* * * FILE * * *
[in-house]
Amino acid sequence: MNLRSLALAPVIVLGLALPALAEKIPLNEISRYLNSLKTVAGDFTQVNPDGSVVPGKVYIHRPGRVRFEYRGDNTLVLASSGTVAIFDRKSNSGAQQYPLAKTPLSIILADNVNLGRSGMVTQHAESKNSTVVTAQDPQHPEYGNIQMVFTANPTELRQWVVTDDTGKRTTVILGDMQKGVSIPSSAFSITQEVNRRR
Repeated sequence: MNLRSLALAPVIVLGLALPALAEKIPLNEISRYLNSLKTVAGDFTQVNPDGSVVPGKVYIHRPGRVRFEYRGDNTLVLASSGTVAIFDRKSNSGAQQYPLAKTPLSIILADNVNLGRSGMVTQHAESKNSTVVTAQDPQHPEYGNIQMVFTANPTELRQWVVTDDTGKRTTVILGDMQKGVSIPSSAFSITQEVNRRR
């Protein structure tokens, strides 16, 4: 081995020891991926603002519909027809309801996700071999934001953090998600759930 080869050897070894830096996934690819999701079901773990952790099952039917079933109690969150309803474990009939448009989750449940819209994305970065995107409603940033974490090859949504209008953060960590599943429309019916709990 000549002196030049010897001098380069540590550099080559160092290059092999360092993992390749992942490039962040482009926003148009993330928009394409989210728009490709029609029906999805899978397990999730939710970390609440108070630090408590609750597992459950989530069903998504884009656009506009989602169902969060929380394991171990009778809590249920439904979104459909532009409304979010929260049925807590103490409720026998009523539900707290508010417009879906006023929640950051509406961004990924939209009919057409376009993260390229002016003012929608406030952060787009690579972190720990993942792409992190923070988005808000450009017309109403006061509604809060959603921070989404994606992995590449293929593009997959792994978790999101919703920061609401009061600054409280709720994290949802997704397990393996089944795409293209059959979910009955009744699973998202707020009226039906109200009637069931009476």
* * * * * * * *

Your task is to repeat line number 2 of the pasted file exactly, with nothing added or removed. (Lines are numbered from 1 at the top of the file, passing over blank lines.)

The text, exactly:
Amino acid sequence: MNLRSLALAPVIVLGLALPALAEKIPLNEISRYLNSLKTVAGDFTQVNPDGSVVPGKVYIHRPGRVRFEYRGDNTLVLASSGTVAIFDRKSNSGAQQYPLAKTPLSIILADNVNLGRSGMVTQHAESKNSTVVTAQDPQHPEYGNIQMVFTANPTELRQWVVTDDTGKRTTVILGDMQKGVSIPSSAFSITQEVNRRR